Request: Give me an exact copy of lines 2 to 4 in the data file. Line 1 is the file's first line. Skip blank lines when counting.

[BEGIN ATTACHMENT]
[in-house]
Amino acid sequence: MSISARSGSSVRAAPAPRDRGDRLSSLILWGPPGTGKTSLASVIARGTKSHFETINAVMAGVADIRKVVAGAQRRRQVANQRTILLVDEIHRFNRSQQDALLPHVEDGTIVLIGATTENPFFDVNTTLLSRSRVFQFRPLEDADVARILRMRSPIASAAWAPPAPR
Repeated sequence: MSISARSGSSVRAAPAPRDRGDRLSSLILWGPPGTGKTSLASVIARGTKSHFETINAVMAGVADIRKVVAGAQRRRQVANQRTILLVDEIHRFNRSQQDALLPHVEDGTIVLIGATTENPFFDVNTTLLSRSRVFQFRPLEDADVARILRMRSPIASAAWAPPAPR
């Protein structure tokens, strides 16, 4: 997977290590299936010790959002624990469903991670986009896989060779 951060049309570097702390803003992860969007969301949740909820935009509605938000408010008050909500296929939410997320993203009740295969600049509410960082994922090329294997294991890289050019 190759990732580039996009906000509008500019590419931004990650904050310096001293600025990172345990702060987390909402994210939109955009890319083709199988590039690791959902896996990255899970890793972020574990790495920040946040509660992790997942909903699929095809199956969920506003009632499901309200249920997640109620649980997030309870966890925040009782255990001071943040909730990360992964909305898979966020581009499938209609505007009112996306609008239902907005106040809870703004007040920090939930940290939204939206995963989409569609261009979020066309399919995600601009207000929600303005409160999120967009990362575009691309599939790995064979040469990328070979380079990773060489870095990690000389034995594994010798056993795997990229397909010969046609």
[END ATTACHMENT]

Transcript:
Amino acid sequence: MSISARSGSSVRAAPAPRDRGDRLSSLILWGPPGTGKTSLASVIARGTKSHFETINAVMAGVADIRKVVAGAQRRRQVANQRTILLVDEIHRFNRSQQDALLPHVEDGTIVLIGATTENPFFDVNTTLLSRSRVFQFRPLEDADVARILRMRSPIASAAWAPPAPR
Repeated sequence: MSISARSGSSVRAAPAPRDRGDRLSSLILWGPPGTGKTSLASVIARGTKSHFETINAVMAGVADIRKVVAGAQRRRQVANQRTILLVDEIHRFNRSQQDALLPHVEDGTIVLIGATTENPFFDVNTTLLSRSRVFQFRPLEDADVARILRMRSPIASAAWAPPAPR
């Protein structure tokens, strides 16, 4: 997977290590299936010790959002624990469903991670986009896989060779 951060049309570097702390803003992860969007969301949740909820935009509605938000408010008050909500296929939410997320993203009740295969600049509410960082994922090329294997294991890289050019 190759990732580039996009906000509008500019590419931004990650904050310096001293600025990172345990702060987390909402994210939109955009890319083709199988590039690791959902896996990255899970890793972020574990790495920040946040509660992790997942909903699929095809199956969920506003009632499901309200249920997640109620649980997030309870966890925040009782255990001071943040909730990360992964909305898979966020581009499938209609505007009112996306609008239902907005106040809870703004007040920090939930940290939204939206995963989409569609261009979020066309399919995600601009207000929600303005409160999120967009990362575009691309599939790995064979040469990328070979380079990773060489870095990690000389034995594994010798056993795997990229397909010969046609």